Mansory Billionaire Rolls-Royce Cullinan.
Mansory Billionaire Rolls-Royce Cullinan.

The car trying to make Rolls-Royce cool

It's the Rolls-Royce trying to make the storeyed British brand cool again.

Created by German car tuning house Mansory in conjunction with German fashion label Billionaire - which describes itself as an "extravagant, rich wardrobe for mature men who are unafraid of who they are and who they want to be" - the limited run uses the $685,000 Cullinan SUV as a basis but injects lashings of bling and modern materials to liven the mood.

Gone is the traditional wood panelling and glistening metal finishes that typically define a Rolls-Royce and in are modern materials such as carbon fibre, matt finishes and bright white leather.

Instead of boring old leather on the arm rest and seat backs there is heavily textured crocodile skin for more of a style statement.

Creator Mansory says the Cullinan Billionaire is designed to "create an assured style with the perfect symbiosis between luxurious flair and lifestyle".

Just in case that wasn't enough, the interior is laced with Billionaire logos to ram home the extravagance and make sure your passengers are left in no doubt you've splashed out big.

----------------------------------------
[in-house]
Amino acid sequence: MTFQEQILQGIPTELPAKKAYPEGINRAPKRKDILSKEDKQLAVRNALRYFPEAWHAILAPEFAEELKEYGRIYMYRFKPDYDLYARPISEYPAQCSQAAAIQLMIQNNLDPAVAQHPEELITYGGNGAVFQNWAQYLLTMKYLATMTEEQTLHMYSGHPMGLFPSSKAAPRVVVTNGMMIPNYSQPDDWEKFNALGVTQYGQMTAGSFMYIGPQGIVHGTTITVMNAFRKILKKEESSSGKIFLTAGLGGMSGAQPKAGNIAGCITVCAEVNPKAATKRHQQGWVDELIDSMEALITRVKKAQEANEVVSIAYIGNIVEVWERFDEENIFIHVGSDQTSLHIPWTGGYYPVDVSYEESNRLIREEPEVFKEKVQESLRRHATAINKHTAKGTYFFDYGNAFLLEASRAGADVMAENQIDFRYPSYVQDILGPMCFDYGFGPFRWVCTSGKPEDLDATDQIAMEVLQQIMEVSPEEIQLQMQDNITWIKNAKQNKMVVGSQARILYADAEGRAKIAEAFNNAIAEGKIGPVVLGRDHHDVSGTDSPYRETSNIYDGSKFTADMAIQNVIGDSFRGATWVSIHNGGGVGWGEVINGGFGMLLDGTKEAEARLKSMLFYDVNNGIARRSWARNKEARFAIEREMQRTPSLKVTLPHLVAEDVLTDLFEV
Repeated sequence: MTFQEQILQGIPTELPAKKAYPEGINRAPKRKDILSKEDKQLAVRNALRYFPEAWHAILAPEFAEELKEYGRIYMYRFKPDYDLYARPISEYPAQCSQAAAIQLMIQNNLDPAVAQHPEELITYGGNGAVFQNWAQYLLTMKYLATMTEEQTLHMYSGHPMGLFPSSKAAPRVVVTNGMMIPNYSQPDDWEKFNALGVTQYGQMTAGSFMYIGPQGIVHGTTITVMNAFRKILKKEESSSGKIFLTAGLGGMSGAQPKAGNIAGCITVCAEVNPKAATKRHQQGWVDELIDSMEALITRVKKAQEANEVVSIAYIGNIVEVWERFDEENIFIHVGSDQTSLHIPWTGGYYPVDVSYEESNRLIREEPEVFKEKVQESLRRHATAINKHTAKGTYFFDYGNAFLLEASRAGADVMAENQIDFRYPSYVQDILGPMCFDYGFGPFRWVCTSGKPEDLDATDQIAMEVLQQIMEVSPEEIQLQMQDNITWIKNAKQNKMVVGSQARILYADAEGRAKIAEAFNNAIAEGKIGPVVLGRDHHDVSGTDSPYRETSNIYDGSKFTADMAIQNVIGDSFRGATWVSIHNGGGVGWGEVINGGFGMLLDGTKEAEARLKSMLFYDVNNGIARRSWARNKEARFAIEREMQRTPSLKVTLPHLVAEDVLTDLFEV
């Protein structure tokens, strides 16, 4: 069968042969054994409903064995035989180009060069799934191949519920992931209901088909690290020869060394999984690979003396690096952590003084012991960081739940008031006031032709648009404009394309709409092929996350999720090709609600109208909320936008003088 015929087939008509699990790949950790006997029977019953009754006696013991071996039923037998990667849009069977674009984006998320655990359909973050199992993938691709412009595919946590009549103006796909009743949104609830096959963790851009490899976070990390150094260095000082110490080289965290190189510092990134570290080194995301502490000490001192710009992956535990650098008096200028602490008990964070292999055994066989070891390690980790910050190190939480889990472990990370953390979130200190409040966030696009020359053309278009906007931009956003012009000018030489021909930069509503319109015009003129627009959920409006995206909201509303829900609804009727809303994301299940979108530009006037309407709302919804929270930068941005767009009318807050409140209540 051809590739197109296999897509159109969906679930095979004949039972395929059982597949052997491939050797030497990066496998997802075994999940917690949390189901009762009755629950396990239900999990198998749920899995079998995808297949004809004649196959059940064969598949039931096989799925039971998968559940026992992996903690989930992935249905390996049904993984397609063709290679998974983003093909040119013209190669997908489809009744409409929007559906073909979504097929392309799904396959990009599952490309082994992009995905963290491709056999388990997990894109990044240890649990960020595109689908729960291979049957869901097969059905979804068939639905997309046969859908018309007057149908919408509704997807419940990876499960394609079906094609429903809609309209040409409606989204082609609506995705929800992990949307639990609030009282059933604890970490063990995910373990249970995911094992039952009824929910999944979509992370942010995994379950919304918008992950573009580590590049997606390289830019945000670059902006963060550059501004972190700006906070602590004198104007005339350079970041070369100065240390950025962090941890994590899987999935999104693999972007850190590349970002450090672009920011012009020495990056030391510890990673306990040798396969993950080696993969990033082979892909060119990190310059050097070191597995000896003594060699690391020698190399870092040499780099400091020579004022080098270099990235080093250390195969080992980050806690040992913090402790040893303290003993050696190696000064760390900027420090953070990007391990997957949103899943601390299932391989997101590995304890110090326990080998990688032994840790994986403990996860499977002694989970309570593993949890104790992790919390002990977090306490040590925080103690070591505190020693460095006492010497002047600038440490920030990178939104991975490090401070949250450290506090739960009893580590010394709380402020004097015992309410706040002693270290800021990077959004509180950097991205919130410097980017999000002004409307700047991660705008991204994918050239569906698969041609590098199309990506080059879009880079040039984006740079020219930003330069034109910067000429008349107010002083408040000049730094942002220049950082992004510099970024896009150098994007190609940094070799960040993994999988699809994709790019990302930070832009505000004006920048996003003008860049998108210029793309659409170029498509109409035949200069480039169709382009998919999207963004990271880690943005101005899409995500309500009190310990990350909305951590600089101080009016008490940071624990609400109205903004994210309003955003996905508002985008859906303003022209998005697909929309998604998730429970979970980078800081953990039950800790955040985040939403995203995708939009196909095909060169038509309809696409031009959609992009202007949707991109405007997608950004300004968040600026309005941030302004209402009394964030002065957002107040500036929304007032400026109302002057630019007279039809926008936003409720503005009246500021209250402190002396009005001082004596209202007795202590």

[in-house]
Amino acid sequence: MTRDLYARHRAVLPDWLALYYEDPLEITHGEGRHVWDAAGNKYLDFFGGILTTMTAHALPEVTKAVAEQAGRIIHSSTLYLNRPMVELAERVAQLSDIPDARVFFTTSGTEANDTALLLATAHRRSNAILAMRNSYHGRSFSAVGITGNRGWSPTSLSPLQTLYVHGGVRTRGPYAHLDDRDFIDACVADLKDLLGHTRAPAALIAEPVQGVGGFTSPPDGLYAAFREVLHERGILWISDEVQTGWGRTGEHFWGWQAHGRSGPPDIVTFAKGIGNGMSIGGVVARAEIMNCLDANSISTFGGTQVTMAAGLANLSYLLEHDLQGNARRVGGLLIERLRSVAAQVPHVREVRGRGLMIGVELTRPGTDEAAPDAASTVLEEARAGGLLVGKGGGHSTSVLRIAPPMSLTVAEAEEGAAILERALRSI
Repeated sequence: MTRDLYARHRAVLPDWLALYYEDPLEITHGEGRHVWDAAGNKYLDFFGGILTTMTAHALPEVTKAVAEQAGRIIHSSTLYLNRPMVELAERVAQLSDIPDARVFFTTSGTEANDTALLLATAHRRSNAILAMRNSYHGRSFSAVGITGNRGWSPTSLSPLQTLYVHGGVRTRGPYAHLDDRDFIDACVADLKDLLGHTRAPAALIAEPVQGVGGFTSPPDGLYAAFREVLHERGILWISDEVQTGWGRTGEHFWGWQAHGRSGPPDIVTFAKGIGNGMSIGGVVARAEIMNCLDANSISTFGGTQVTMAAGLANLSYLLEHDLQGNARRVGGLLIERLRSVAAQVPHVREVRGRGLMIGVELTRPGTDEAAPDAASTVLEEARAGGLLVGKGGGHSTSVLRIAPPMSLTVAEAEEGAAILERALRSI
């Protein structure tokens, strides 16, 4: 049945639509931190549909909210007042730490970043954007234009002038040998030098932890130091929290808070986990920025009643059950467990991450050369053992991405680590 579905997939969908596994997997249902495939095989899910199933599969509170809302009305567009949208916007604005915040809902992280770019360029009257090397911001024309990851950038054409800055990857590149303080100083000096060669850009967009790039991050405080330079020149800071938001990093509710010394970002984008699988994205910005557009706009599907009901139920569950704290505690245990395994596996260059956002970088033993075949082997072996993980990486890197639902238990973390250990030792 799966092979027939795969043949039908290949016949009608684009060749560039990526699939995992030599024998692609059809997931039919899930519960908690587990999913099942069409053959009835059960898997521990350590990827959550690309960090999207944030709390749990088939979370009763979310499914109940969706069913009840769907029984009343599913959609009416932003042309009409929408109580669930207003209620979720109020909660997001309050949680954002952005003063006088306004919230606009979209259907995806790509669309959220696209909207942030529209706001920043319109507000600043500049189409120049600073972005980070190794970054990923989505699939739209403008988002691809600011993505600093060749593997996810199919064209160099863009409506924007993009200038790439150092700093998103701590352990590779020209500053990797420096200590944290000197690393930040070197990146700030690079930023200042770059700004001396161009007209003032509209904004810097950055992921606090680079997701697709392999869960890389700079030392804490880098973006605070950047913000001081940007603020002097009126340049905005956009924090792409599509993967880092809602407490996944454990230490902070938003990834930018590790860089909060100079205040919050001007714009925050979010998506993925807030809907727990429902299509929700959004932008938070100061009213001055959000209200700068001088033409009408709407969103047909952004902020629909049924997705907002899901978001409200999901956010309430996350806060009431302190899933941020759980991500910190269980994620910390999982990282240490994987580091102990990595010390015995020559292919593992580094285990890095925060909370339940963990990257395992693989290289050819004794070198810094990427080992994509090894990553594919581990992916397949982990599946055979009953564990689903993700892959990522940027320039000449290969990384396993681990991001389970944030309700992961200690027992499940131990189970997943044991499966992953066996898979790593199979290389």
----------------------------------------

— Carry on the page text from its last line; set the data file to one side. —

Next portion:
The indulgence isn't limited to the interior either.

The Billionaire features a widened, lowered body with carbon fibre additions riding on 24-inch tyres.

A standard Cullinan costs more than $650,000.
A standard Cullinan costs more than $650,000.

In case the 420kW/850Nm from the 6.75-litre twin-turbo V12 isn't enough, Mansory has performed some underbonnet tweaks to increase outputs to 449kW and 950Nm.

The engine tickle-up lowers the 0-100km/h time to a Porsche-like five seconds, a few tenths quicker than the regular Cullinan.

Just 13 of the Mansory Billionaire Cullinans will be produced, each priced at 785,000 euros ($1.3 million) - almost double the base price.

We're guessing none of those owners will be traditional Rolls-Royce buyers - no doubt why Mansory stretched the boundaries so far.

The conflicting worlds of Rolls-Royce's traditional buyers and newcomers from the world of cryptocurrency or fast finance has challenged the brand in recent years.

While sales leapt in 2010 with the release of the Ghost, they've been largely stagnant since, going against the grain of other top end brands such as Ferrari, Lamborghini and Aston Martin.

In 2016 Rolls released the Black Badge range, described as the "alter ego of Rolls-Royce, darker, more assertive, more confident and powerful, and more demanding" and targeted at "people who are elusive and defiant, the risk takers and disrupters who break the rules and laugh in the face of convention".

In Australia, Rolls-Royce sold 40 cars in 2018, an 11 per cent drop on 2017.

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